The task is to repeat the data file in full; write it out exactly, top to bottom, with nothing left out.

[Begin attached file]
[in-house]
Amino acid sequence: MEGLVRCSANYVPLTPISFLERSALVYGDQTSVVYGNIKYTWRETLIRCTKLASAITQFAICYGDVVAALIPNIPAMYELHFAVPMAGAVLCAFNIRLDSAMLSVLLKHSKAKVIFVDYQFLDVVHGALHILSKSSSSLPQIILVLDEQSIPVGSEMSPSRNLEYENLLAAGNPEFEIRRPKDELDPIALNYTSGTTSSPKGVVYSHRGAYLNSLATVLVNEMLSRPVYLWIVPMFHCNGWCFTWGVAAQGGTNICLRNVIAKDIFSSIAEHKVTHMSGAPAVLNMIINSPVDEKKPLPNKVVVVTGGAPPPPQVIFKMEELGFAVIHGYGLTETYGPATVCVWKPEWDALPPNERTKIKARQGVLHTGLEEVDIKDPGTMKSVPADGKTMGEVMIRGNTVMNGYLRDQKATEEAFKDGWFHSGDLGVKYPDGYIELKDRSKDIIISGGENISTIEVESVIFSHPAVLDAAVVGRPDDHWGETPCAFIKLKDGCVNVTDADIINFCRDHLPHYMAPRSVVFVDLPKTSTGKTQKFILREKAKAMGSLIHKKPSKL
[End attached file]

[in-house]
Amino acid sequence: MEGLVRCSANYVPLTPISFLERSALVYGDQTSVVYGNIKYTWRETLIRCTKLASAITQFAICYGDVVAALIPNIPAMYELHFAVPMAGAVLCAFNIRLDSAMLSVLLKHSKAKVIFVDYQFLDVVHGALHILSKSSSSLPQIILVLDEQSIPVGSEMSPSRNLEYENLLAAGNPEFEIRRPKDELDPIALNYTSGTTSSPKGVVYSHRGAYLNSLATVLVNEMLSRPVYLWIVPMFHCNGWCFTWGVAAQGGTNICLRNVIAKDIFSSIAEHKVTHMSGAPAVLNMIINSPVDEKKPLPNKVVVVTGGAPPPPQVIFKMEELGFAVIHGYGLTETYGPATVCVWKPEWDALPPNERTKIKARQGVLHTGLEEVDIKDPGTMKSVPADGKTMGEVMIRGNTVMNGYLRDQKATEEAFKDGWFHSGDLGVKYPDGYIELKDRSKDIIISGGENISTIEVESVIFSHPAVLDAAVVGRPDDHWGETPCAFIKLKDGCVNVTDADIINFCRDHLPHYMAPRSVVFVDLPKTSTGKTQKFILREKAKAMGSLIHKKPSKL